Data from FDA - Curated by EPG Health - Last updated 18 December 2019

Indication(s)

INDICATIONS AND USAGE Status Epilepticus ATIVAN Injection is indicated for the treatment of status epilepticus. Preanesthetic ATIVAN Injection is indicated in adult patients for preanesthetic medication, producing sedation (sleepiness or drowsiness), relief of anxiety, and a decreased ability to recall events related to the day of surgery. It is most useful in those patients who are anxious about their surgical procedure and who would prefer to have diminished recall of the events of the day of surgery (see PRECAUTIONS, Information for Patients ).

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Advisory information

contraindications
CONTRAINDICATIONS ATIVAN Injection is contraindicated in patients with a known sensitivity to benzodiazepines or its vehicle (polyethylene glycol, propylene glycol, and benzyl alcohol), in patients with acute narrow-angle glaucoma, or in patients with sleep apnea syndrome. It is also contraindicated in patients with severe respiratory insufficiency, except in those patients requiring relief of anxiety and/or diminished recall of events while being mechanically ventilated. The use of ATIVAN Injection intra-arterially is contraindicated because, as with other injectable benzodiazepines, inadvertent intra-arterial injection may produce arteriospasm resulting in gangrene which may require amputation (see WARNINGS ). ATIVAN Injection is contraindicated for use in premature infants because the formulation contains benzyl alcohol. (See WARNINGS and PRECAUTIONS - Pediatric Use ).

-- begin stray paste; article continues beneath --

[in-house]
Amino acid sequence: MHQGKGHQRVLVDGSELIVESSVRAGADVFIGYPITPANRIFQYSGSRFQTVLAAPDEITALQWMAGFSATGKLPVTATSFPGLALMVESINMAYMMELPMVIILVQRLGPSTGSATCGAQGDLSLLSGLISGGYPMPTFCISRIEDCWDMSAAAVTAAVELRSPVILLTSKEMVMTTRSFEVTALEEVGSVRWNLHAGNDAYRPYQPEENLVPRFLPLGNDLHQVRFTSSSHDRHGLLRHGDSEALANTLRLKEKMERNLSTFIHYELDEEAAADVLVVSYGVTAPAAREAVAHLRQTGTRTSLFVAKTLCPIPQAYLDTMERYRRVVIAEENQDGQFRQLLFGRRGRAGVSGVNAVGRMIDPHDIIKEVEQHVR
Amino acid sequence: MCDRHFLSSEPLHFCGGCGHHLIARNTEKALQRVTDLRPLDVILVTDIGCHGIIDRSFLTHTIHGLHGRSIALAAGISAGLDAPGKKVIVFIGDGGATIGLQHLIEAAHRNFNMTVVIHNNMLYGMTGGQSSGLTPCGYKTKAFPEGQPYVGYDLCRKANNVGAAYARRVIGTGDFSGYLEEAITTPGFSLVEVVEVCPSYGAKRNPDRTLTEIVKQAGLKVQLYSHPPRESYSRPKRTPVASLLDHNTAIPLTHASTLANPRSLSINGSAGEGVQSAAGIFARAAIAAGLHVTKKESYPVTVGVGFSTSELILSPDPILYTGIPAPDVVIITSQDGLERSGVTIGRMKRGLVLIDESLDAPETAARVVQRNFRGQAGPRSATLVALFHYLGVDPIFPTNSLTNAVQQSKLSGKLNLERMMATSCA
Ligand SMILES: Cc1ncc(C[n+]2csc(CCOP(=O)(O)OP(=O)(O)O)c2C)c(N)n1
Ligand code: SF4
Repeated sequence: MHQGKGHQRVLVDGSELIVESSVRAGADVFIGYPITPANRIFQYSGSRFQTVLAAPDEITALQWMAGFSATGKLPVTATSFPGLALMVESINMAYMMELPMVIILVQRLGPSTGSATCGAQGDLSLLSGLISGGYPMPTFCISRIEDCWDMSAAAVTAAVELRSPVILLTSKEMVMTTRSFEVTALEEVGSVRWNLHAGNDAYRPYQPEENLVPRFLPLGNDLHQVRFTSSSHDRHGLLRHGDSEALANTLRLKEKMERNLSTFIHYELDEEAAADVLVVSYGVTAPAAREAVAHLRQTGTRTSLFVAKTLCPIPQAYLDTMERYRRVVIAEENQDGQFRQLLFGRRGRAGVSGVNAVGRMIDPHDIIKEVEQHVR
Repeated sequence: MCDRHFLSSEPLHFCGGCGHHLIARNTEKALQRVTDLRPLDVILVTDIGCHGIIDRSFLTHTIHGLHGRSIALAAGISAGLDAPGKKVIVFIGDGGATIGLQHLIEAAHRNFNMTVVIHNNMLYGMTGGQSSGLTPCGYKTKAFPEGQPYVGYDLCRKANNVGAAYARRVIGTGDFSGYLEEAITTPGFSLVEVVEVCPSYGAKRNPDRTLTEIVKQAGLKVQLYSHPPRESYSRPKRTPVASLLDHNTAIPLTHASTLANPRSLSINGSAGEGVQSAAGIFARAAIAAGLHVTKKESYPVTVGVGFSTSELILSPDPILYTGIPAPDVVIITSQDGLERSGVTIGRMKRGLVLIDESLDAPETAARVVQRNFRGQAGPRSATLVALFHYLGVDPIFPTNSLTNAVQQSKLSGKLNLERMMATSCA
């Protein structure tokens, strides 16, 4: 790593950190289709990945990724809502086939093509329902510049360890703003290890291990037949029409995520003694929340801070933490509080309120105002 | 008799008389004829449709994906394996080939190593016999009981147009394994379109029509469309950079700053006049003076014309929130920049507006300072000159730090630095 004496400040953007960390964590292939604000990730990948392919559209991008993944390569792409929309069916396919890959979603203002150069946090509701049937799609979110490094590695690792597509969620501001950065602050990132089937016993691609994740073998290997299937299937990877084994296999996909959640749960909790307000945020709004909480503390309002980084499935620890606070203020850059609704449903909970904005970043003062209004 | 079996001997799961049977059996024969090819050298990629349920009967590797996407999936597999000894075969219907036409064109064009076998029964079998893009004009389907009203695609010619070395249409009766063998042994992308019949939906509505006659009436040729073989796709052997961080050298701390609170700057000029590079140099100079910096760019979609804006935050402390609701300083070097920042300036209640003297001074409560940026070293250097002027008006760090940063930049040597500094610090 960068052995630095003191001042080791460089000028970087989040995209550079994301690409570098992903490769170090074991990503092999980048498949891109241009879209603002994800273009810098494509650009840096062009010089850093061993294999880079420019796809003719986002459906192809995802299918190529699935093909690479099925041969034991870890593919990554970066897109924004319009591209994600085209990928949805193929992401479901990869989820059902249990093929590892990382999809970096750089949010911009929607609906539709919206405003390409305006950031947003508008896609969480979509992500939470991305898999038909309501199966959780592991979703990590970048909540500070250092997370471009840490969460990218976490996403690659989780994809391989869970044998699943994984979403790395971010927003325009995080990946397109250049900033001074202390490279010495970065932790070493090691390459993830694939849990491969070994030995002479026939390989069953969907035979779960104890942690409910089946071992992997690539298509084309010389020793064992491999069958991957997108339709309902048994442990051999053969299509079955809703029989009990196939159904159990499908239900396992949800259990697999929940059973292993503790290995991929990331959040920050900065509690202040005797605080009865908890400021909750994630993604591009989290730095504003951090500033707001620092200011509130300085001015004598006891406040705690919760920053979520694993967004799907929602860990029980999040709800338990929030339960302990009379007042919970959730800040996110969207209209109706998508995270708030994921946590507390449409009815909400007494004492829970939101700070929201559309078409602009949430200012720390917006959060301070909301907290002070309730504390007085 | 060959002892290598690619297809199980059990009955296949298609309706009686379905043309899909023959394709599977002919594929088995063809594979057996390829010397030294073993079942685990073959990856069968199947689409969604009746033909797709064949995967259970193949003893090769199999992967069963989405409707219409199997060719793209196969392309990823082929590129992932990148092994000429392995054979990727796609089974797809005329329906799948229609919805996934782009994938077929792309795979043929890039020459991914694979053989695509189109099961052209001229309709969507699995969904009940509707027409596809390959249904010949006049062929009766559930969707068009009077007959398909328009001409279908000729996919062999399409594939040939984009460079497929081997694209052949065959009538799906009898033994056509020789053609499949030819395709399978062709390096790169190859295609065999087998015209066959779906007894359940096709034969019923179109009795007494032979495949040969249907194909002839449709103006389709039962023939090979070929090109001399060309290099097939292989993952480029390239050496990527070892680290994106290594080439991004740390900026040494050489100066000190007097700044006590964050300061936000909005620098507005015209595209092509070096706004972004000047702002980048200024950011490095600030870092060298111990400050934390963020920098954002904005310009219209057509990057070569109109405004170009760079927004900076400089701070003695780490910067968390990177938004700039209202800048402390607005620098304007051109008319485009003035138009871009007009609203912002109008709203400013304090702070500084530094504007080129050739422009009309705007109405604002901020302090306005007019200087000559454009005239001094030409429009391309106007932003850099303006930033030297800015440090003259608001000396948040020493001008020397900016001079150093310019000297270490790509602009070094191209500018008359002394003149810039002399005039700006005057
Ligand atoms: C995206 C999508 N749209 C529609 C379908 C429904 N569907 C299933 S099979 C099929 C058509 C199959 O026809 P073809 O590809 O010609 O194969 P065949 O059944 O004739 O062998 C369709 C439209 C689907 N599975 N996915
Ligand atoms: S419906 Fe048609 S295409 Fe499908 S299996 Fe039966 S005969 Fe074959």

Special warnings and precautions